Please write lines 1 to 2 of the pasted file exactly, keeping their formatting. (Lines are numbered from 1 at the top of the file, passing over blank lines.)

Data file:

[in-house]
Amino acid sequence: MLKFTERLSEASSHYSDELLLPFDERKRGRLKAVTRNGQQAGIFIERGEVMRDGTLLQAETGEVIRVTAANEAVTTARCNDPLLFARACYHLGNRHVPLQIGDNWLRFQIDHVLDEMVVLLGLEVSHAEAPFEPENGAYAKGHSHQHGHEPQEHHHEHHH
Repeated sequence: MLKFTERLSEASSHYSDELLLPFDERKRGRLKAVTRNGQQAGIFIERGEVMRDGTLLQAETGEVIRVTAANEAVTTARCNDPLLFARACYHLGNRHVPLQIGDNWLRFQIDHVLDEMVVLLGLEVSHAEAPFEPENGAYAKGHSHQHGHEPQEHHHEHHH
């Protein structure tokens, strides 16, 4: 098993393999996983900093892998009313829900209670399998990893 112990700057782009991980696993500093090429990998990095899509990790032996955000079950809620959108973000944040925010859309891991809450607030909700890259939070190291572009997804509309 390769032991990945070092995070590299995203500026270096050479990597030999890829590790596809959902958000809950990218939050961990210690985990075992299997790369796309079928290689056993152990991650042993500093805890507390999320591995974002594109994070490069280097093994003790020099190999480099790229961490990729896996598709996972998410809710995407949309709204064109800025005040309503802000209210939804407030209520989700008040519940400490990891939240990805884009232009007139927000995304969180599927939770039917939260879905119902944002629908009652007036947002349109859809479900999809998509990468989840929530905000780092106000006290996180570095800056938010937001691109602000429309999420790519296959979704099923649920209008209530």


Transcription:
[in-house]
Amino acid sequence: MLKFTERLSEASSHYSDELLLPFDERKRGRLKAVTRNGQQAGIFIERGEVMRDGTLLQAETGEVIRVTAANEAVTTARCNDPLLFARACYHLGNRHVPLQIGDNWLRFQIDHVLDEMVVLLGLEVSHAEAPFEPENGAYAKGHSHQHGHEPQEHHHEHHH